Tuesday, October 31, 2017

Film Appreciation - Another Name for Mars Is Death

Film Appreciation leaves orbit as Cody Hamman discusses It! The Terror From Beyond Space.

If you put Edward L. Cahn's 1958 film It! The Terror from Beyond Space and Mario Bava's 1965 film Planet of the Vampires in a blender, the resulting mixture would be something a lot like Ridley Scott's 1979 sci-fi horror classic Alien. Alien feels very much like Planet was the direct influence for its first half, while the second half is based on It! Watching It! now, it really does come off as being "Alien before Alien", and in recent years I have taken to watching it much more often than I watch Alien. While I grew up with Alien, I find that I have to be in a very specific mood to watch it and enjoy it. If I'm not in that right mood, its tone and pace can be rough to sit through. It! is the sort of a movie I can easily watch at any time, because it's a simple little black & white, 69 minute long creature feature that wasn't aiming to be anything more than an entertaining B-movie... and yet it did have a huge impact on the world of cinema, thanks to the influence it had on Alien.

The story, crafted by Jerome Bixby, is set in the far-off futuristic year of 1973, United States Space Command has sent a spaceship to Mars for the first time ever. Unfortunately, the ship cracked up on landing, communication was lost, and it took six months for a rescue ship to arrive. When the second ship got there, they found that the mission leader - Colonel Edward Carruthers, interplanetary space travel pioneer and the first man ever to be shot into space - is the sole survivor. According to Carruthers, the entire rest of the crew was massacred by some kind of Martian beast. That's a story most of the rescue crew find hard to believe, especially when one of the corpses is sporting bullet holes. Carruthers explains that by saying the crew had bullets flying everywhere when the monster was attacking, and whoever fell by friendly fire was spared being killed by the creature.

That explanation doesn't do him any good. Carruthers is considered a prisoner on board the rescue ship, and he will face a court martial when they get back to Earth in four months.

Never mind four months, It! barely lets four minutes go by before we're given visual proof that the monster responsible for killing Carruthers' crew has made its way on board the rescue ship. When the ship takes off, Carruthers and the crew are now trapped with this bloodthirsty beast. It claims its first victim before the 20 minute mark, leaving more than two-thirds of the movie to deal with the crew's desperate struggle to survive riding through space with this thing.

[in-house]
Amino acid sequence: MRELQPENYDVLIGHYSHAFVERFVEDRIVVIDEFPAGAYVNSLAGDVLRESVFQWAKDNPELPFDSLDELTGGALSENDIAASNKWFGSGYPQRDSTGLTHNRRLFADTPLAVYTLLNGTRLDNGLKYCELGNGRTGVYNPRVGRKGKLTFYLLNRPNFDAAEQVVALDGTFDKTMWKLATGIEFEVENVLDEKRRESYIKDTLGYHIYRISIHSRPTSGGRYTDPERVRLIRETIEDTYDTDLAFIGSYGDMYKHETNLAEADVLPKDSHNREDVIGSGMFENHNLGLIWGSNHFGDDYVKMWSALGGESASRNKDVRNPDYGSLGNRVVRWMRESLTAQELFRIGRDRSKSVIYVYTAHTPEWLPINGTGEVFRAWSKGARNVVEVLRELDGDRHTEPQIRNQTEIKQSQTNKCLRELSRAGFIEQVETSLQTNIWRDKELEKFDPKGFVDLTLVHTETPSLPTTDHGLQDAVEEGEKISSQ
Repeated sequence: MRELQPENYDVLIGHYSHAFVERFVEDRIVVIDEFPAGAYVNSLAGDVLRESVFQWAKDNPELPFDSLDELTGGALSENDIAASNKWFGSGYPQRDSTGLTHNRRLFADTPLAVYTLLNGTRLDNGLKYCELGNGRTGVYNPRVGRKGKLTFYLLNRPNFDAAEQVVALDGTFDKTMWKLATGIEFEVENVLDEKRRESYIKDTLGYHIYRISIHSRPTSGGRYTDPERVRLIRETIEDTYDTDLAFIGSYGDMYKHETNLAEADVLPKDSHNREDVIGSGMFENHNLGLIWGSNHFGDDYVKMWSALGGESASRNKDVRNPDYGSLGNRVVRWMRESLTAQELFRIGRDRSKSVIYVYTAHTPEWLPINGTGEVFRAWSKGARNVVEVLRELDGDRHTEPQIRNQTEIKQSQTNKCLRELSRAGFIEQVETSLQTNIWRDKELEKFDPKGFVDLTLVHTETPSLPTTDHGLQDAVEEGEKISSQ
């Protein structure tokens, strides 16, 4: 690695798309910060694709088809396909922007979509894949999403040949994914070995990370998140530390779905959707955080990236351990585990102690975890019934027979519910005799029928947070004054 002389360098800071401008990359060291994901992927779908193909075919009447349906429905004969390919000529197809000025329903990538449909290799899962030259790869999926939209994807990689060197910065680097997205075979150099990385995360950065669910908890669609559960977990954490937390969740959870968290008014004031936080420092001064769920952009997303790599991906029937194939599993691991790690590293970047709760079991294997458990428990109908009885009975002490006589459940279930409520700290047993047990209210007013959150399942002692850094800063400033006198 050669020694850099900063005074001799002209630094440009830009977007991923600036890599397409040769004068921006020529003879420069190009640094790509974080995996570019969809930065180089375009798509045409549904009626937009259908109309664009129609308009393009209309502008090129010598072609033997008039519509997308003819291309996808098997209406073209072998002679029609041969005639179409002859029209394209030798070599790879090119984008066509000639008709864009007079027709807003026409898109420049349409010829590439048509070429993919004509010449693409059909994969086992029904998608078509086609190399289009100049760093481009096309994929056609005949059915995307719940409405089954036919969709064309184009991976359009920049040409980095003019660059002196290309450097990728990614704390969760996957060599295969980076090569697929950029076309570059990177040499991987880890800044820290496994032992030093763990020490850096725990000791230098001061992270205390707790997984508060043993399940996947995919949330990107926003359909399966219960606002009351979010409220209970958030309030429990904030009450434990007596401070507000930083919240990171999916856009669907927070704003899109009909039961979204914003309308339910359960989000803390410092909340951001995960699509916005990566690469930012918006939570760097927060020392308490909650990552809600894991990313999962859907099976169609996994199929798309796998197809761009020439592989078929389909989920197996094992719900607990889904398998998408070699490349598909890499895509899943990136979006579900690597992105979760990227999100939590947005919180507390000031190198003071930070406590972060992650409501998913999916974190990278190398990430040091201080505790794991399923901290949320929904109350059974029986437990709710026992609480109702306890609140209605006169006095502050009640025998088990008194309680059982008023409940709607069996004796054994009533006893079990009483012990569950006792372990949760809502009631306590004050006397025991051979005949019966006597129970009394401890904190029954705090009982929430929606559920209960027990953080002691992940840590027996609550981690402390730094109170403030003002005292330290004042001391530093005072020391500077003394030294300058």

I'll be honest, I couldn't tell you who's who with most of these people, there aren't many standout characters other than Carruthers and a couple others, so I get the crew members mixed up. I don't mind, they're just fodder, people for the monster to pick off one-by-one. They may not be interesting, but they're certainly proactive, coming up with several different methods to try to kill the creature before it gets them. Electricity, radiation, fire, explosions, bullets, they're all put to use. Yes, they are able to set off explosions and fire guns on board this ship without compromising it. That's one well crafted vehicle. Even though the creature can tear through its doors with no problem.

At one point, a welding torch is used to protect someone from the monster, which is very reminiscent of how the crew in Alien carried around flamethrowers.

The crew in Alien is certainly more memorable than the one in It!, and Scott's film also has an advantage when it comes to the design of its monster. The Alien xenomorph is iconic, while It! is kind of goofy looking and very obviously just a man, in this case a fellow called Crash Corrigan, making his way around the set in a bulky rubber suit. It works just fine for this movie, though. The suit was designed by Paul Blaisdell, who didn't have Corrigan's measurements when he was putting together the suit, therefore it didn't fit perfectly. In fact, the monster head didn't fit Corrigan's head well at all - his chin juts out of the monster's mouth, and had to passed off as its tongue.

It may be more dangerous than the xenomorph, though. When the creature attacks people, it drains every bit of moisture from their bodies - blood, bone marrow, glandular secretions, everything. Those who get too close to it have something worse to deal with than acid blood. They become infected with a bacteria that attacks bone marrow and causes a condition like leukemia. I'd rather deal with the xenomorph than something that could give me an illness like that.

I usually don't like to reference one movie too much when writing up another, at least when it's not a Remake Comparison, but it's nearly impossible not to bring up Alien when discussing It! You really could do a Remake Comparison type of article for those two, it's so clear that It! inspired Alien.

Taken on its own terms, though, It! is good old school fun that fits the bill anytime you want to spend an hour taking in some fun, fast-paced sci-fi horror. It drops its characters into a desperate situation with a nightmarish but not so visually impressive monster right away, throws a bunch of action at you, then lets you get on your way before it wears out its welcome.

No comments:

Post a Comment